2012 Seismological Society of America Meeting, Program with Abstracts, p. 370



Morphotectonic segmentation along the Nicoya Peninsula seismic gap, Costa Rica, Central America


Jeff Marshall 1, Shawn Morrish 1, Eli LaFromboise 2, Amber Butcher 1, Brent Ritzinger 1, Kacie Wellington 1, Andrew Barnhart 1, Kelly Kinder 1, John Utick 1, Marino Protti 3, Tom Gardner 4, Don Fisher 5, Gerry Simila 2, Jim Spotila 6, Lewis Owen 7, Madhav Murari 7, Matthew Cupper 8


1. Geological Sciences Department, Cal Poly Pomona, Pomona, CA, 91768, USA

2. Geological Sciences Department, California State University, Northridge, CA, 91330, USA

3. OVSICORI, Universidad Nacional, Heredia, Costa Rica

4. Geosciences Department, Trinity University, San Antonio, TX, 78212, USA

5. Department of Geosciences, Penn State University, University Park, PA, 16802, USA

6. Department of Geosciences, Virginia Tech University, Blacksburg, VA 24061, USA

7. Department of Geology, University of Cincinnati, Cincinnati, OH 45221, USA

8. School of Earth Sciences, The University of Melbourne, Victoria, 3010, Australia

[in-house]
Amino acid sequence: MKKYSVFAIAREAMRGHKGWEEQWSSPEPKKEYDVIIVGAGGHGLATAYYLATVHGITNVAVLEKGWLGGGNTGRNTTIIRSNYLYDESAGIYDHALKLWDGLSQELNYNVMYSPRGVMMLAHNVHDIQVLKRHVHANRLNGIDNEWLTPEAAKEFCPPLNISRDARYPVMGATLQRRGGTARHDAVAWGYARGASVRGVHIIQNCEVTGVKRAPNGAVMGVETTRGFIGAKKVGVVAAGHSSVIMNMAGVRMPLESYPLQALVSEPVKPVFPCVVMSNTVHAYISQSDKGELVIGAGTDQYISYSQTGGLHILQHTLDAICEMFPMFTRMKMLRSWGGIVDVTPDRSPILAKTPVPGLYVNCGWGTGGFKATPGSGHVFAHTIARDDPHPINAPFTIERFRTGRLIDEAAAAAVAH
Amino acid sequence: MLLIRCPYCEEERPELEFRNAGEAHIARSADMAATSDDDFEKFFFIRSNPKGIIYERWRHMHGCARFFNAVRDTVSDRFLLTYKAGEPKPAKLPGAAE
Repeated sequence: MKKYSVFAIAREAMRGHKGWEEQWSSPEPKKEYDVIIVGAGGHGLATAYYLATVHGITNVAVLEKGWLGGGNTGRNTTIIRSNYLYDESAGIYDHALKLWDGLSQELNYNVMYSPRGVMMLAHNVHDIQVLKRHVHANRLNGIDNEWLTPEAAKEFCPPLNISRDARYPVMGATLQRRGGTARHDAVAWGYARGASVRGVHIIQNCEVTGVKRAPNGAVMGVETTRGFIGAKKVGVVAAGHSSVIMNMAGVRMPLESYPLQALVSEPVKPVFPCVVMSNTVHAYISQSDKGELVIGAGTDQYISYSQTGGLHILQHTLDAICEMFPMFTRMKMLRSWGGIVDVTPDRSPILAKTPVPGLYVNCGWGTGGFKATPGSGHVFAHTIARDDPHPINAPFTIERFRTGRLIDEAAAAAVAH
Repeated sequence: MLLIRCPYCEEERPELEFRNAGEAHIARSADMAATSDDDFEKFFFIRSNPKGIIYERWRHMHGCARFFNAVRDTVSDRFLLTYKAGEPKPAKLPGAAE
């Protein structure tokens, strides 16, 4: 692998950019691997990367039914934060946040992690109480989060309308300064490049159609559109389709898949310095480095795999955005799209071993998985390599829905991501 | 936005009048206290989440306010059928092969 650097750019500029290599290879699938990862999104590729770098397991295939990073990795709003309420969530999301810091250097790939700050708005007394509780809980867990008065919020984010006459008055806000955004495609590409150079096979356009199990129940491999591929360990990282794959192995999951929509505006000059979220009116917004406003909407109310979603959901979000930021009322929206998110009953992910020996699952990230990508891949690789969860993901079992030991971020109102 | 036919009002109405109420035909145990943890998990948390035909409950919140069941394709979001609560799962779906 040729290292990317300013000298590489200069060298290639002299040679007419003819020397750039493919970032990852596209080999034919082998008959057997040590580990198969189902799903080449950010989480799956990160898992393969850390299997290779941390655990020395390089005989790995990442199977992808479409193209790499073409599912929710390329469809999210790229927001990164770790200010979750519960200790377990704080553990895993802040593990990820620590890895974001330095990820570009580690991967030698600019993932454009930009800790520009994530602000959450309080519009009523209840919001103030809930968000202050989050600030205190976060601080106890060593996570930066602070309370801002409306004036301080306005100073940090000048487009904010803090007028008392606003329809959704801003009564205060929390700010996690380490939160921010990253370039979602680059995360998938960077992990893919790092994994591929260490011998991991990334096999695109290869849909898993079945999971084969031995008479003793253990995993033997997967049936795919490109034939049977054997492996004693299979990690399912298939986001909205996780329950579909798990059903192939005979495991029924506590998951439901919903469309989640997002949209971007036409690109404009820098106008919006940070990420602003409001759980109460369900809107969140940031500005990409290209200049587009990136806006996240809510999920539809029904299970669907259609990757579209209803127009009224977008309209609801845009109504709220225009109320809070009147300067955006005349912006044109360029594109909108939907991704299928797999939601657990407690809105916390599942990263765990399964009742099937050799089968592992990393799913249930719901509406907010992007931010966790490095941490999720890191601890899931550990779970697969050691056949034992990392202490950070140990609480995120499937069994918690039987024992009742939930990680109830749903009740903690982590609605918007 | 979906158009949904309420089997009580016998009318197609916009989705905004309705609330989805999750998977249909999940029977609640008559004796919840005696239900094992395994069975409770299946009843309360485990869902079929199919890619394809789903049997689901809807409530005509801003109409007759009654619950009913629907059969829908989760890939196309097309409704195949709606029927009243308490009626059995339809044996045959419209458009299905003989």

The Nicoya Peninsula, Costa Rica forms a prominent forearc high along the erosive Middle America convergent margin. This emergent landmass overlies the seismogenic zone and occupies a seismic gap that last ruptured in 1950 (M7.7). The edges of both the Nicoya gap and the peninsula’s abrupt shorelines correspond with aftershock limits of recent earthquakes to the north (1992 M7.2) and south (1990 M7.0). The coincidence of emergent topography and historic rupture zones suggests persistence of the Nicoya segment through multiple seismic cycles. Uplift along the Nicoya coast is recorded by emergent Quaternary strandlines, marine terraces, and incised valley-fill alluvium. Field mapping, surveying, and isotopic dating reveal uplift variations along the Nicoya margin that coincide with three contrasting domains of subducting seafloor (EPR, CNS-1, CNS-2). Variable uplift may reflect along-strike differences in subducting-plate roughness, thermal structure, fluid flow, and seismogenic-zone locking. Based on convergence rate (9 cm/yr) and historic seismicity, the repeat time for large Nicoya earthquakes is estimated at 50 +/-10 years. The most recent event (1950) generated >1m of coseismic uplift along the central Nicoya coast. Since then, most of this has been recovered by gradual interseismic subsidence, reflecting strain accumulation toward the next event. While elastic seismic-cycle strain produces high frequency shoreline fluctuations, long-term net uplift results in gradual coastal emergence and the growth of topographic relief. We suggest that net uplift along the Nicoya segment is the product of irrecoverable upper plate shortening associated with the seismic cycle, coupled with tectonic erosion at the trench and underplating of eroded material at depth beneath the peninsula. The persistence of the Nicoya segment may result from a feedback between subduction generated upper plate thickening and increased coupling along the plate interface due to isostatic loading.